We all use our smartphones outside but one of the most annoying problems when doing this can be the sun’s bright light overpowering the measly LEDs of our devices. The Shady Smart was created to solve this issue by creating a physical barrier around the phone, protecting it from the sun’s glare, bright light, and even prying eyes. The company has created two cases, Series A and Series B which, together, service a large variety of phones including all iPhones (regular and plus size), Galaxy phones, and other similar sized phones. The company does note that slim cases will work with the Shady Smart but thick cases can block the phone from fitting and our testing revealed the same. Most cases we had were able to fit into the pocket and we found no real compatibility issues.

In terms of looks, we felt that the Shady Smart looked a bit dorky. It has a large wall that opens up on the top of the phone that becomes vertical and flaps that stretch from the top wall to the bottom edges of the phone. It sounds a bit complex but if you see a picture of the case in action, you’ll see what we mean. Another way to imagine it is like a classic arcade machine with a really long backing and slanted edges running down towards you.

While the look might be unusual, it definitely makes the case functional. When we tested the case using a smartphone on a cloudless, 90˚F day, the Shady Smart was effectively able to block the sun as long as the light was coming from either side or in front of us. It offers no protection if the sun is behind you, since the bottom edge of the phone needs to be unblocked so that you can see the screen. The material is thick which means no sun is able to penetrate and black interior color means that there is no reflection from the phone’s screen on the inside of the fabric. Shady smart has also designed the case to be foldable which allows it to fold into a small profile when portability is desired like when storing your device in your pocket.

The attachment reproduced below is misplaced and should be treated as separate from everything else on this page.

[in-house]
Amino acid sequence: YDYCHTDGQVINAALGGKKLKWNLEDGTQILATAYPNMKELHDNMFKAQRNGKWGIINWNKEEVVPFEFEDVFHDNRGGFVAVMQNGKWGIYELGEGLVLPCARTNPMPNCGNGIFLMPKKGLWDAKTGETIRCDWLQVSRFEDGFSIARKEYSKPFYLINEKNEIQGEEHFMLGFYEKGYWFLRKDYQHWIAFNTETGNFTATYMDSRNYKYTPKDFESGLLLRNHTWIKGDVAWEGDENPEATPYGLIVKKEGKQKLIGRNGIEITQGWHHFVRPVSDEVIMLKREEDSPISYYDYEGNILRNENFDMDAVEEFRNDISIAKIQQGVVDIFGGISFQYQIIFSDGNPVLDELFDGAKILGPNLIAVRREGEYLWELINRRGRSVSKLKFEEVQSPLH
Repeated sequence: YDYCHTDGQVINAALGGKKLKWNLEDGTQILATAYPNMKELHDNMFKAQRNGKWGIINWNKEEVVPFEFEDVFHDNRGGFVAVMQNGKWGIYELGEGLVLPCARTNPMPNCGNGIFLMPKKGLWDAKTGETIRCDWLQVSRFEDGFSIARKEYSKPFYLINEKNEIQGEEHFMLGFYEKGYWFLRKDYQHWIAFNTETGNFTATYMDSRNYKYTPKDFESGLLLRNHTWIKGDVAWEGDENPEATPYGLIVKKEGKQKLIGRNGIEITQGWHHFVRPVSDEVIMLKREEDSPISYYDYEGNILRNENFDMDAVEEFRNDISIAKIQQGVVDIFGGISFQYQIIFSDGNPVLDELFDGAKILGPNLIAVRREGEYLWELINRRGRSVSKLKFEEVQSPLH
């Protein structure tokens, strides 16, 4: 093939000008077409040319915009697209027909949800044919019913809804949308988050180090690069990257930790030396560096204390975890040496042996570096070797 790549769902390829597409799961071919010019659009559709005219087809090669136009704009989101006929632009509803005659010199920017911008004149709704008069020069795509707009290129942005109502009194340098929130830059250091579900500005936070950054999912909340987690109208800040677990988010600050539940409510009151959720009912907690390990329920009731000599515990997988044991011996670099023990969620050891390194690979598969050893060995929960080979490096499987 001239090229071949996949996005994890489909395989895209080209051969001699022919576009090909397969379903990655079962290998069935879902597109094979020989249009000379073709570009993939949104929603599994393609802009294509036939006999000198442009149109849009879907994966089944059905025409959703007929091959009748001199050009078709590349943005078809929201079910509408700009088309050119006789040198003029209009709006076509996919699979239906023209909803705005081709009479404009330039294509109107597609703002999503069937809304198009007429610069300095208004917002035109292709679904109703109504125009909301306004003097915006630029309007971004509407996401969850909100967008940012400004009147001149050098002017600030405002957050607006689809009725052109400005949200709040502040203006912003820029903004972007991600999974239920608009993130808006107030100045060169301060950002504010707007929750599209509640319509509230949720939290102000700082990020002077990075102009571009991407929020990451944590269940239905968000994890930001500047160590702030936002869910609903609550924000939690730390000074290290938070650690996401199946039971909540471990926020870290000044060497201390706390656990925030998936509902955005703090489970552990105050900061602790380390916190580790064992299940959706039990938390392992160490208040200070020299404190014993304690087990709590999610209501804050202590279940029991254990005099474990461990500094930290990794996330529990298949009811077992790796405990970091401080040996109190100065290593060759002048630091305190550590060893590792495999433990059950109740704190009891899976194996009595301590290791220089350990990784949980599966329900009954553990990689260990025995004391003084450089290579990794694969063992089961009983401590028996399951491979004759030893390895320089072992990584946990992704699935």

The Shady Smart does its job almost too well as it ends up blocking things a bit too much. The side volume and power buttons become almost unusable since the soft material cushions them. Unless you press extremely hard the phone won’t register your input. You can always take the phone out of the case but with repetitive use, like with a side power button, the Shady Smart just adds to your problems rather than solving them. This solution won’t work with headphones, however. We found that the case covers up all of your phone and makes using headphones impossible meaning that you can’t listen to your favorite Spotify playlist while sunbathing. This can be a big problem for you audiophiles out there who love to listen to music wherever you are. Additionally, the case just felt really awkward to hold since you had to devote a whole hand to hold the case from the underside which just left one to type, text, and use the phone causing a very limiting experience.

Conclusion (tl;dr): The Shady Smart definitely solves a unique problem that we all face but not very well. Its awkward look can make it a huge turn-off to some and its restrictive design severely limits the functionality of your phone by blocking the use of exterior buttons, headphone jacks, and other ports on your phone. The design of the case also makes it extremely limiting when holding the device since using two hands is nearly impossible and dedicating a hand to holding the phone makes it hard to type and touch effectively. Whether the Shady Smart is worth using or not is for you to decide, but in our opinion, it ends up causing more problems than it solves.

Get the Shady Smart Here ($19.99)